The Bronx GPO is on the National Register of Historic Places, so the Postal Service must also comply with Section 106 of the National Historic Preservation Act.  The Postal Service maintains that the Section 106 requirements don’t apply to the “relocation” of a post office to elsewhere in the community, so the agency doesn’t have to follow these procedures until it is ready to dispose of the building.  The National Trust and Advisory Council on Historic Preservation take a different view of the question, but the disagreement remains unresolved at this time.

For more about the Bronx post office, follow David Cruz's articles for the Bronx Times, and check out the excellent article by David W. Dunlap in the New York Times.  For more about the threat to historic post offices across the country, see this great piece by Robin Pogrebin, also in a recent issue of the Times.


Old Chelsea Station

The Postal Service is also planning to sell the Old Chelsea Station at 217 West 18th Street (10011).  Built in 1935, it was listed on the National Register in 1989, and it contains two New Deal bas relief murals done by Woodstock artist Paul Fiene.

As reported by Liza Bear for The Villager, a letter about the pending relocation was discovered pinned to the post office’s wall by an alert patron, who notified the media.  The Postal Service also sent a letter to the State Office of Parks, Recreation and Historic Preservation notifying them of the pending sale, along with an explanation that the sale will have ‘no adverse affect’ on the building's historic value.

Congressman Jerrold Nadler, in whose district the post office is located, was not pleased about the notification process. "We should not learn of an impending sale and closure only through a letter to the state agency on Historic Preservation,” he said in a statement.  

Elected officials first learned of the sale on January 11, and seven of them wrote the Postmaster General on February 6, complaining about the notification process and asking him “to examine all scenarios that would allow it to continue providing services at the site while repurposing the excess space that is no longer needed prior to moving forward with any proposal to sell the property.”  (Their letter is here.)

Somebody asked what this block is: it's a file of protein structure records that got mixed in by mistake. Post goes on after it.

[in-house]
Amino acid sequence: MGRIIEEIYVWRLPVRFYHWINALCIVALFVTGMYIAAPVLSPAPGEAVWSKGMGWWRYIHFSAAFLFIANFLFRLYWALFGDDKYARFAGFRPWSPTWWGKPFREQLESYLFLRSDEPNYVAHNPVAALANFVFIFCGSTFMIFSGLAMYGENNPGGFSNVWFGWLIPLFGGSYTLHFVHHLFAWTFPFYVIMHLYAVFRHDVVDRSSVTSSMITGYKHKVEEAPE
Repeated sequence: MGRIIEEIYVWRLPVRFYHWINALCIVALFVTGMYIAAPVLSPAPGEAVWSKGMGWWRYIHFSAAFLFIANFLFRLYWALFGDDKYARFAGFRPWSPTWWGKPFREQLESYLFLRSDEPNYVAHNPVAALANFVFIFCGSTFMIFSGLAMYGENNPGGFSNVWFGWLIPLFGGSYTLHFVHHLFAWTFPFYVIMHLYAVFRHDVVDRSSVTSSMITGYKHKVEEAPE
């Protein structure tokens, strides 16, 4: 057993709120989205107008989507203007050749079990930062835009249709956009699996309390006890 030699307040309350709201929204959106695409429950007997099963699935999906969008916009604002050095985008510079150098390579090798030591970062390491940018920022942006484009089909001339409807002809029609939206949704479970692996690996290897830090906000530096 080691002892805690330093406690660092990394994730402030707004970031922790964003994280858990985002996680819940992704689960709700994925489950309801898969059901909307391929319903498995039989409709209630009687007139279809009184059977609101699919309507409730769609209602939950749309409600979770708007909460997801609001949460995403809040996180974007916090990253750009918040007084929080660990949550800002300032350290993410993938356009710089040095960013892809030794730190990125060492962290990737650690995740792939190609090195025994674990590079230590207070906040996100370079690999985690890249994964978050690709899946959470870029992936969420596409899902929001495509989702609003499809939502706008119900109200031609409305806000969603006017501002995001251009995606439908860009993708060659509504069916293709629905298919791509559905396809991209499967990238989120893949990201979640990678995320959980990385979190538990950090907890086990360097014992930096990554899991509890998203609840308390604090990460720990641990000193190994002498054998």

The Postal Service decided to move forward on the sale and started the clock on a 60-day comment period, beginning February 19.  The same elected officials wrote a second time to the Postmaster General, "expressing their outrage that the public comment period began without any direct communication to the public from USPS regarding its plans and the process for public engagement, either in an official release to the community or at a public meeting.”  

The letter also called on the Postal Service to restart the public comment period, but the Postal Service has not responded to this request, so the comment period is slated to end on April 19. 

Elected officials have also written to the Chair of the New York City Landmarks Preservation Committee, asking that the Old Chelsea post office be granted landmark status: “Given the substantial threat to this historically significant building posed by any change in occupancy, we respectfully request that the New York City Landmark Preservation Commission (LPC) initiate an evaluation of the building and favorably consider it for designation as an Individual Landmark.”  (Their letter is here.)

The Postal Service will hold a public meeting about the Old Chelsea Post Office on April 11 at 6:30 p.m. at Fulton Center Auditorium, 119 Ninth Avenue (between 17th and 18th Streets).  There's more about the latest on the Old Chelsea post office here.


Pitney Bowes funds a study to privatize the Postal Service, could make billions off the plan

March 15, 2013

The National Academy of Public Administration (NAPA) has just published a report about a proposal to create a "public-private hybrid" postal system.  The full title is worth noting: “An Independent Review of